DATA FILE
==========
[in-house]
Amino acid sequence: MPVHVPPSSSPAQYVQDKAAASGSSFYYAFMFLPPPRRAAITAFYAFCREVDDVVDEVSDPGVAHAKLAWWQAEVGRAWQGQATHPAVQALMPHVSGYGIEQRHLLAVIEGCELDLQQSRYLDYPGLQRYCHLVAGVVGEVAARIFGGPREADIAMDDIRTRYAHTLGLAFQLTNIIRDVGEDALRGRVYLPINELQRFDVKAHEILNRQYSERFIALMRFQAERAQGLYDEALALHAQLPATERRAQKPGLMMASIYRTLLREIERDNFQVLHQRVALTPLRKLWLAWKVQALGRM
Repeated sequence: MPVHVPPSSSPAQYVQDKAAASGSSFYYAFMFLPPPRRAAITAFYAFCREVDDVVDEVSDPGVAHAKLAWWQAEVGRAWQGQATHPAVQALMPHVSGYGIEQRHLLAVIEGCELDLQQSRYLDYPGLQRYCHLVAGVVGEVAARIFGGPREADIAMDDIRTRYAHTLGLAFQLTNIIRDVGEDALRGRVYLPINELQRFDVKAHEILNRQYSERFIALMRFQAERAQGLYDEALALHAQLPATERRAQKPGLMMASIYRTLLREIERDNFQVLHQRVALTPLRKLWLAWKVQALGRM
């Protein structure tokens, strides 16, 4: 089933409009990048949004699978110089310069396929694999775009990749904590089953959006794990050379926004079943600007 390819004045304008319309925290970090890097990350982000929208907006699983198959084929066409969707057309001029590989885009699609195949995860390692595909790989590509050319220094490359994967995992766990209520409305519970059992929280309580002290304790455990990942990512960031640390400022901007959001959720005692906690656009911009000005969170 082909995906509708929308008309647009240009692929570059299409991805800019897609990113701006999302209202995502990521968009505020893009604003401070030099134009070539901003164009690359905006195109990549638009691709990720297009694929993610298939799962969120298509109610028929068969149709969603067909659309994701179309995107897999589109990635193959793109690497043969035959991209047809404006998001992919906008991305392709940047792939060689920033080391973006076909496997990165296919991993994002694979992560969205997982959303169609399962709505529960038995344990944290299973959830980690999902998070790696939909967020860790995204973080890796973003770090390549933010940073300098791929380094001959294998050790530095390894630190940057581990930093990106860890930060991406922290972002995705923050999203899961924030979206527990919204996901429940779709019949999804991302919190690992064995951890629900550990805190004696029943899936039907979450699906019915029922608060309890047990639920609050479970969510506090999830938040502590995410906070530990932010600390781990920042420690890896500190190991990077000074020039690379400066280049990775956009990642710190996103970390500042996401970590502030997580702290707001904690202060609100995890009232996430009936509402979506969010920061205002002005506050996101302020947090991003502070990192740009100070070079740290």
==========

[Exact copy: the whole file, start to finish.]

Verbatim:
[in-house]
Amino acid sequence: MPVHVPPSSSPAQYVQDKAAASGSSFYYAFMFLPPPRRAAITAFYAFCREVDDVVDEVSDPGVAHAKLAWWQAEVGRAWQGQATHPAVQALMPHVSGYGIEQRHLLAVIEGCELDLQQSRYLDYPGLQRYCHLVAGVVGEVAARIFGGPREADIAMDDIRTRYAHTLGLAFQLTNIIRDVGEDALRGRVYLPINELQRFDVKAHEILNRQYSERFIALMRFQAERAQGLYDEALALHAQLPATERRAQKPGLMMASIYRTLLREIERDNFQVLHQRVALTPLRKLWLAWKVQALGRM
Repeated sequence: MPVHVPPSSSPAQYVQDKAAASGSSFYYAFMFLPPPRRAAITAFYAFCREVDDVVDEVSDPGVAHAKLAWWQAEVGRAWQGQATHPAVQALMPHVSGYGIEQRHLLAVIEGCELDLQQSRYLDYPGLQRYCHLVAGVVGEVAARIFGGPREADIAMDDIRTRYAHTLGLAFQLTNIIRDVGEDALRGRVYLPINELQRFDVKAHEILNRQYSERFIALMRFQAERAQGLYDEALALHAQLPATERRAQKPGLMMASIYRTLLREIERDNFQVLHQRVALTPLRKLWLAWKVQALGRM
């Protein structure tokens, strides 16, 4: 089933409009990048949004699978110089310069396929694999775009990749904590089953959006794990050379926004079943600007 390819004045304008319309925290970090890097990350982000929208907006699983198959084929066409969707057309001029590989885009699609195949995860390692595909790989590509050319220094490359994967995992766990209520409305519970059992929280309580002290304790455990990942990512960031640390400022901007959001959720005692906690656009911009000005969170 082909995906509708929308008309647009240009692929570059299409991805800019897609990113701006999302209202995502990521968009505020893009604003401070030099134009070539901003164009690359905006195109990549638009691709990720297009694929993610298939799962969120298509109610028929068969149709969603067909659309994701179309995107897999589109990635193959793109690497043969035959991209047809404006998001992919906008991305392709940047792939060689920033080391973006076909496997990165296919991993994002694979992560969205997982959303169609399962709505529960038995344990944290299973959830980690999902998070790696939909967020860790995204973080890796973003770090390549933010940073300098791929380094001959294998050790530095390894630190940057581990930093990106860890930060991406922290972002995705923050999203899961924030979206527990919204996901429940779709019949999804991302919190690992064995951890629900550990805190004696029943899936039907979450699906019915029922608060309890047990639920609050479970969510506090999830938040502590995410906070530990932010600390781990920042420690890896500190190991990077000074020039690379400066280049990775956009990642710190996103970390500042996401970590502030997580702290707001904690202060609100995890009232996430009936509402979506969010920061205002002005506050996101302020947090991003502070990192740009100070070079740290």